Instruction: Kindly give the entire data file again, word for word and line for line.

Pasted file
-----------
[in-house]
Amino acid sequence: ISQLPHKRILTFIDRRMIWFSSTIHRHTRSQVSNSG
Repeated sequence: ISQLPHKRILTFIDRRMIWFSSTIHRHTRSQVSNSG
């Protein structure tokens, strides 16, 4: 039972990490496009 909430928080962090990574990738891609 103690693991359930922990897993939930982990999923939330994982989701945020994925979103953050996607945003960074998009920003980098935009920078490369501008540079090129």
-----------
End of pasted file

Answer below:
[in-house]
Amino acid sequence: ISQLPHKRILTFIDRRMIWFSSTIHRHTRSQVSNSG
Repeated sequence: ISQLPHKRILTFIDRRMIWFSSTIHRHTRSQVSNSG
């Protein structure tokens, strides 16, 4: 039972990490496009 909430928080962090990574990738891609 103690693991359930922990897993939930982990999923939330994982989701945020994925979103953050996607945003960074998009920003980098935009920078490369501008540079090129």